General Motors settles discrimination complaints over citizenship requirements

Employees with citizenship from countries other than Canada or U.S. were sent home because they didn't have clearance to work on American military vehicles

The Ontario Human Rights Commission has brokered a settlement between General Motors of Canada Limited and six workers who complained of discrimination based on their citizenship and place of origin.

The unionized workers, who are all Canadian citizens or landed immigrants, also hold citizenships from other countries. They worked in a division of General Motors which manufactured military vehicles for various governments, including the United States. To produce these vehicles, the division received material and data from those countries.

However, U.S. export control laws state that no person who holds a citizenship from countries other than Canada or the United States can have access to some of the information without security clearance from the U.S. State Department. As a result, General Motors called the workers to a meeting and sent them home with pay because of their citizenship. The employees were later returned to work but the company didn’t apply for security clearances for them, so they faced restrictions on access to the information required to do their jobs or had to perform alternate duties. The division was later sold to the General Dynamics Land Systems Canada.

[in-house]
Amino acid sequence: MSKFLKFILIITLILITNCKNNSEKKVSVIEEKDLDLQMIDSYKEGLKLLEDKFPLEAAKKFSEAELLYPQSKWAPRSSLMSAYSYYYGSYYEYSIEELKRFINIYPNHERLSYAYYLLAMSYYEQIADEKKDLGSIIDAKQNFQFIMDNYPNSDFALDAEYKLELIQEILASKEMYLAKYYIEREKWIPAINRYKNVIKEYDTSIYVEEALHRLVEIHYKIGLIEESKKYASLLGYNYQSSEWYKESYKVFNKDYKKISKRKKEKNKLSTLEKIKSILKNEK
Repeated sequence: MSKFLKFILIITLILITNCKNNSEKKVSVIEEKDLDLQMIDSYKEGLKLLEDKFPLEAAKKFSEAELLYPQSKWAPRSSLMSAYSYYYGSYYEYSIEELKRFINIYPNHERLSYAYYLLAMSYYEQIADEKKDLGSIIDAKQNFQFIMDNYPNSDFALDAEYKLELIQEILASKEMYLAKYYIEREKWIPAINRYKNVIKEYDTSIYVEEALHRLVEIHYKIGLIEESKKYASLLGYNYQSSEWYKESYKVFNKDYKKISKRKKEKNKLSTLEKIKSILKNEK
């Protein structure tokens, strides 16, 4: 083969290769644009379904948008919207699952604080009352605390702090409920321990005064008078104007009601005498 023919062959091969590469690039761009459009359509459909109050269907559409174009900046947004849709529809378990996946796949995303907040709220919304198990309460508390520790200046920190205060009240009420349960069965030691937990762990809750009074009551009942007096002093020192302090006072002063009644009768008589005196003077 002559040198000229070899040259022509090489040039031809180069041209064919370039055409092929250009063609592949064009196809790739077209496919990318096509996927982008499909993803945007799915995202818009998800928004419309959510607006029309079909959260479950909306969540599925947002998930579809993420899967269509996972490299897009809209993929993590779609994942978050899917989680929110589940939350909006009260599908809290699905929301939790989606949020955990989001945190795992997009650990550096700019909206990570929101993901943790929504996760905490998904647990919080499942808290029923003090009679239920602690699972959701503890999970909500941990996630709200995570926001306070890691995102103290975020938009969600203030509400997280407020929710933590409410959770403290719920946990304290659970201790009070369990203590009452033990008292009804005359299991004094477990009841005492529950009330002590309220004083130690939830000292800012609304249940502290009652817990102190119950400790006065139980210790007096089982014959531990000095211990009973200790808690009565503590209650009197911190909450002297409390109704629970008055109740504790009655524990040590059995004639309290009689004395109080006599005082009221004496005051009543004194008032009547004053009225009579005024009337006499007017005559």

The commission brought the workers together with General Motors and a settlement was reached in July 2007 before matters proceeded to a hearing. The company agreed to pay an undisclosed amount of cash to each of the six employees. As part of the settlement, General Dynamics pledged in the future to make all reasonable efforts to secure proper clearance as is necessary so its employees can do their jobs and differential treatment is minimized.

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